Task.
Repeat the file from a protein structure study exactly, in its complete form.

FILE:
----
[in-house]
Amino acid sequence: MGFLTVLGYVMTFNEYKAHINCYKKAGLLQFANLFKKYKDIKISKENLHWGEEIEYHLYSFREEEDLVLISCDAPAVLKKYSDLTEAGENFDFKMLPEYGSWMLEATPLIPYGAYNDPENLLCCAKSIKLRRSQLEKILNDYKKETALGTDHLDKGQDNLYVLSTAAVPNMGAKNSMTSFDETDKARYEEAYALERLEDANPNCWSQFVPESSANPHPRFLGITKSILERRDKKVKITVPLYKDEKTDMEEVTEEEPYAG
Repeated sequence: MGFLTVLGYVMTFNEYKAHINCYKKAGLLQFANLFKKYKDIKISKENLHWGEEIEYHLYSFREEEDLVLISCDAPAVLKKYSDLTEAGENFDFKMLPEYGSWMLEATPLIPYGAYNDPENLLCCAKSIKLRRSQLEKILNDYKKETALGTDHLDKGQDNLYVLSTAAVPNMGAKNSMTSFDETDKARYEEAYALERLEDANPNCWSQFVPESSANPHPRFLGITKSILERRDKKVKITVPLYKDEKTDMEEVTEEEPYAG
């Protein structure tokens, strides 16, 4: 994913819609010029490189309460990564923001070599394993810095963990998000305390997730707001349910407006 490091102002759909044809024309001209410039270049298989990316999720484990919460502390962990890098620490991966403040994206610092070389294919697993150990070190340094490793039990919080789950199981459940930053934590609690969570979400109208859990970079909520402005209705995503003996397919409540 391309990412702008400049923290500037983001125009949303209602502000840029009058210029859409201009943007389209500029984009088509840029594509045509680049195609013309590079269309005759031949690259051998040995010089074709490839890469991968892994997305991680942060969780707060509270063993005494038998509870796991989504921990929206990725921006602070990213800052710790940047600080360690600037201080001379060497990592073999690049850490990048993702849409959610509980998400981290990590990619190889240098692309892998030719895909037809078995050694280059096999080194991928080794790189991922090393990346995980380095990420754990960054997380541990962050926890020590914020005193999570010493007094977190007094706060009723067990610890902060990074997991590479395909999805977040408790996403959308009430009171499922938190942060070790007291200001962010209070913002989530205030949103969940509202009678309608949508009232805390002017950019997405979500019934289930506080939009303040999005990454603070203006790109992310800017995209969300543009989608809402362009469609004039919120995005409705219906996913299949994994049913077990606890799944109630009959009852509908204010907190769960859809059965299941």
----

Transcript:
[in-house]
Amino acid sequence: MGFLTVLGYVMTFNEYKAHINCYKKAGLLQFANLFKKYKDIKISKENLHWGEEIEYHLYSFREEEDLVLISCDAPAVLKKYSDLTEAGENFDFKMLPEYGSWMLEATPLIPYGAYNDPENLLCCAKSIKLRRSQLEKILNDYKKETALGTDHLDKGQDNLYVLSTAAVPNMGAKNSMTSFDETDKARYEEAYALERLEDANPNCWSQFVPESSANPHPRFLGITKSILERRDKKVKITVPLYKDEKTDMEEVTEEEPYAG
Repeated sequence: MGFLTVLGYVMTFNEYKAHINCYKKAGLLQFANLFKKYKDIKISKENLHWGEEIEYHLYSFREEEDLVLISCDAPAVLKKYSDLTEAGENFDFKMLPEYGSWMLEATPLIPYGAYNDPENLLCCAKSIKLRRSQLEKILNDYKKETALGTDHLDKGQDNLYVLSTAAVPNMGAKNSMTSFDETDKARYEEAYALERLEDANPNCWSQFVPESSANPHPRFLGITKSILERRDKKVKITVPLYKDEKTDMEEVTEEEPYAG
């Protein structure tokens, strides 16, 4: 994913819609010029490189309460990564923001070599394993810095963990998000305390997730707001349910407006 490091102002759909044809024309001209410039270049298989990316999720484990919460502390962990890098620490991966403040994206610092070389294919697993150990070190340094490793039990919080789950199981459940930053934590609690969570979400109208859990970079909520402005209705995503003996397919409540 391309990412702008400049923290500037983001125009949303209602502000840029009058210029859409201009943007389209500029984009088509840029594509045509680049195609013309590079269309005759031949690259051998040995010089074709490839890469991968892994997305991680942060969780707060509270063993005494038998509870796991989504921990929206990725921006602070990213800052710790940047600080360690600037201080001379060497990592073999690049850490990048993702849409959610509980998400981290990590990619190889240098692309892998030719895909037809078995050694280059096999080194991928080794790189991922090393990346995980380095990420754990960054997380541990962050926890020590914020005193999570010493007094977190007094706060009723067990610890902060990074997991590479395909999805977040408790996403959308009430009171499922938190942060070790007291200001962010209070913002989530205030949103969940509202009678309608949508009232805390002017950019997405979500019934289930506080939009303040999005990454603070203006790109992310800017995209969300543009989608809402362009469609004039919120995005409705219906996913299949994994049913077990606890799944109630009959009852509908204010907190769960859809059965299941």